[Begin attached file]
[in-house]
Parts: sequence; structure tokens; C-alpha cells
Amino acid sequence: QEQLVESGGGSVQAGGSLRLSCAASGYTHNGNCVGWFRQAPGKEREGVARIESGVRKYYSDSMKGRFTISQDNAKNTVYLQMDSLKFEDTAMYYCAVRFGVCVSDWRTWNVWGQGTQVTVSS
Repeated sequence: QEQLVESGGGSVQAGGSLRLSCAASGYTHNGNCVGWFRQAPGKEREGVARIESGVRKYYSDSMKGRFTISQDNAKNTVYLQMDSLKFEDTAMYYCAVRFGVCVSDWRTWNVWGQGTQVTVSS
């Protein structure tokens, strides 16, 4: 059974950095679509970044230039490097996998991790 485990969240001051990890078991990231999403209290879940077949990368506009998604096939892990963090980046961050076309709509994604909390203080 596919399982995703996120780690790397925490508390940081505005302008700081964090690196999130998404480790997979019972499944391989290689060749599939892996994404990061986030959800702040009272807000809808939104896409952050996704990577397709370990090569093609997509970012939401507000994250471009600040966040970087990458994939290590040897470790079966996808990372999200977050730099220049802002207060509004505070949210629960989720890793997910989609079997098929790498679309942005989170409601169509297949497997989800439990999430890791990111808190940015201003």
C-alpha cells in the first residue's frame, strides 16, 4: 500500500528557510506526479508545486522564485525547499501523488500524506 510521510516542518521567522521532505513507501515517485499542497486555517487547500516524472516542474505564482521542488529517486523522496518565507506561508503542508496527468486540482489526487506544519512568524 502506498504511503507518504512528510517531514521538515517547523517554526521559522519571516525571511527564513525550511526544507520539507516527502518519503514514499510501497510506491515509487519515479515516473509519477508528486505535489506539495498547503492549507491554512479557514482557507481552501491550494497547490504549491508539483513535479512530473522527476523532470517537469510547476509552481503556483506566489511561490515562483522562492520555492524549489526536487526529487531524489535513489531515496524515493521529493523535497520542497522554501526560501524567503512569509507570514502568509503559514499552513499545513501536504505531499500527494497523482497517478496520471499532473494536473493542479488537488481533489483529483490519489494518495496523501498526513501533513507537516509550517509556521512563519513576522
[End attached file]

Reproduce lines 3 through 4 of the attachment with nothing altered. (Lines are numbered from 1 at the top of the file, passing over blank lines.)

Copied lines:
Amino acid sequence: QEQLVESGGGSVQAGGSLRLSCAASGYTHNGNCVGWFRQAPGKEREGVARIESGVRKYYSDSMKGRFTISQDNAKNTVYLQMDSLKFEDTAMYYCAVRFGVCVSDWRTWNVWGQGTQVTVSS
Repeated sequence: QEQLVESGGGSVQAGGSLRLSCAASGYTHNGNCVGWFRQAPGKEREGVARIESGVRKYYSDSMKGRFTISQDNAKNTVYLQMDSLKFEDTAMYYCAVRFGVCVSDWRTWNVWGQGTQVTVSS